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Challenges Of Changing Faculty Attitudes About The Underlying Nature Of Gender Inequities

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Conference

2004 Annual Conference

Location

Salt Lake City, Utah

Publication Date

June 20, 2004

Start Date

June 20, 2004

End Date

June 23, 2004

ISSN

2153-5965

Conference Session

Women in Engineering: Faculty/Curriculum

Page Count

16

Page Numbers

9.297.1 - 9.297.16

Permanent URL

https://peer.asee.org/13802

Download Count

41

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Paper Authors

author page

Kim Covington

author page

Jeff Froyd

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Abstract
NOTE: The first page of text has been automatically extracted and included below in lieu of an abstract

Session 3692

Challenges of Changing Faculty Attitudes about the Underlying Nature of Gender Inequities

Kimberly Covington and Jeff Froyd

Texas A&M University

Abstract

Increasing diversity of the engineering student body requires at least one of two parties, either the incoming student population or the institution offering engineering programs, to change. Efforts to increase diversity in engineering have historically focused on changing the incoming student population. At Texas A&M University, the second alternative, changing the institution (by changing faculty) is being explored in an NSF-supported project “Changing Faculty through Learning Communities.” The project employs four mechanisms to promote change in faculty members: speakers, workshops, faculty learning communities (FLC), and matching grants to support women students. Specifically, the project aims to catalyze changes in the way faculty think about four concepts that are tightly linked to the concept of gender diversity: 1) mental models, 2) development and invitation, 3) personal vision and commitment, and 4) the culture of engineering and science. The following paper describes change mechanisms, highlighting FLC, and four changes that learning community participants report. Participants a) shifted from searching for external solutions to changing internally, b) recognized that faculty members help create a welcoming environment, c) realized that accumulation of subtle inequities create large disparities for women, and d) reported heightened awareness of mental models, gender schemas, and differences in ways men and women develop and communicate.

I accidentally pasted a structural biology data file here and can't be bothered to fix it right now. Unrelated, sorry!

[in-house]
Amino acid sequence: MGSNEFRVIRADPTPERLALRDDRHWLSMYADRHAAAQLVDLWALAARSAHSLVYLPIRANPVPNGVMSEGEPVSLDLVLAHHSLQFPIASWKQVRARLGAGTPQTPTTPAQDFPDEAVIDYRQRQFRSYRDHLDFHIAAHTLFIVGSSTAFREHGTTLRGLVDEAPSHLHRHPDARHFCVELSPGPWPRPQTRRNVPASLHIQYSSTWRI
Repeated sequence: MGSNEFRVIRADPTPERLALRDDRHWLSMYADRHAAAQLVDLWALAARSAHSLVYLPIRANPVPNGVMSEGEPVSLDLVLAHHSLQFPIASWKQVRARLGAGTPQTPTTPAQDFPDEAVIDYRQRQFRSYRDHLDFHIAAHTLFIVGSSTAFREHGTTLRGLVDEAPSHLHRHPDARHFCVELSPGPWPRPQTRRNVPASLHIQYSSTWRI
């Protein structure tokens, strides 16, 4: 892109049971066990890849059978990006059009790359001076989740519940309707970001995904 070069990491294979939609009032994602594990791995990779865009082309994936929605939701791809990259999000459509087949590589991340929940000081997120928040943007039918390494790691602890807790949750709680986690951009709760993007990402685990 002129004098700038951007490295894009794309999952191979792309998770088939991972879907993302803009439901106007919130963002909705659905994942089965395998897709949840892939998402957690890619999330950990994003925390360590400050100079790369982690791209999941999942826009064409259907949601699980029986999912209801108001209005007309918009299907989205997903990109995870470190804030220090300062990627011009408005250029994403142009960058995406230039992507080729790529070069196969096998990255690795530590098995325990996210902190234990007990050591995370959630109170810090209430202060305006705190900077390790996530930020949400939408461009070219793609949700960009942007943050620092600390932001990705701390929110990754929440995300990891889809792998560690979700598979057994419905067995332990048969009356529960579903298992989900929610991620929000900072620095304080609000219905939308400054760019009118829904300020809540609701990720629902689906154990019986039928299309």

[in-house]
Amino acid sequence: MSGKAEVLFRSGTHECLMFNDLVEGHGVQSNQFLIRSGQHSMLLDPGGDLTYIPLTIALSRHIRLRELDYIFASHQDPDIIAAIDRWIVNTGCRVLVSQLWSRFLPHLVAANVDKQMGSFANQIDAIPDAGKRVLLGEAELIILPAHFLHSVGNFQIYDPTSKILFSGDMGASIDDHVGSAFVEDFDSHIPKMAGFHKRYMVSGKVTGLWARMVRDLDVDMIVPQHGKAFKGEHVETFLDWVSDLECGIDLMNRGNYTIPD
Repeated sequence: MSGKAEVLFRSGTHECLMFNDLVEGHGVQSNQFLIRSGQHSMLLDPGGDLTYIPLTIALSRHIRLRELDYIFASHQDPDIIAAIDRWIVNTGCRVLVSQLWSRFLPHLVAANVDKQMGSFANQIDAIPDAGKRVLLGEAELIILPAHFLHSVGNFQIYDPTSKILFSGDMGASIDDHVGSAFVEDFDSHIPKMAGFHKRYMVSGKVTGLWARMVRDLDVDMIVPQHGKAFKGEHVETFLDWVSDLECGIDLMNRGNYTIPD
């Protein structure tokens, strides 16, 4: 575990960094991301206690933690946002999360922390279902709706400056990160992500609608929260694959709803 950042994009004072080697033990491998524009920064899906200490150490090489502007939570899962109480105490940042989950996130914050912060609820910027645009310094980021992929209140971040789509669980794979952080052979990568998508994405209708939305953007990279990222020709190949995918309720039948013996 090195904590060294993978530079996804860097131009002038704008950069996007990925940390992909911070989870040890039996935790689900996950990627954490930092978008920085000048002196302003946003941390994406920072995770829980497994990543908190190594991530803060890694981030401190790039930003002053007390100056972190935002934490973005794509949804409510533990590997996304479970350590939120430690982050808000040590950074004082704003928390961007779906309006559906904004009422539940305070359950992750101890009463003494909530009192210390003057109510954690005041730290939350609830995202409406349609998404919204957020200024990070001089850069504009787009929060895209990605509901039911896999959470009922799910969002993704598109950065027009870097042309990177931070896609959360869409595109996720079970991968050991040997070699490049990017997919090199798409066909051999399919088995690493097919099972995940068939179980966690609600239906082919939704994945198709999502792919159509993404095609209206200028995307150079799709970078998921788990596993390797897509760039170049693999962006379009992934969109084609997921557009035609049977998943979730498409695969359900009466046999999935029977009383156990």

Introduction

The majority of engineering schools throughout the country lack diversity among both their student populations and faculty ranks [1], [2, chapter 2]. Almost all of the programs to date that have been implemented to rectify this situation have focused on changing the student population to cope with an environment that the data suggests is not sufficiently conducive to supporting a diverse student population. Creating pervasive, transformational change within engineering programs in higher education requires institutional change as well as change among the faculty, the principal population that develops and maintains the institutional culture.

In their book “Taking the Reins,” Peter Eckel and Adrianna Kezar note that helping people think differently is an essential element of transformation. Transformation is as much about getting people to think differently as it is about anything else. Forging new collective understandings and creating new beliefs about institutional activities and people’s roles are essential to transformation and, we found, more important than changing structures, creating reward incentives, aligning budgets, or making and implementing difficult decisions. A key part of transformation is Proceedings of the 2004 American Society for Engineering Education Annual Conference & Exposition Copyright © 2004, American Society for Engineering Education

Covington, K., & Froyd, J. (2004, June), Challenges Of Changing Faculty Attitudes About The Underlying Nature Of Gender Inequities Paper presented at 2004 Annual Conference, Salt Lake City, Utah. https://peer.asee.org/13802

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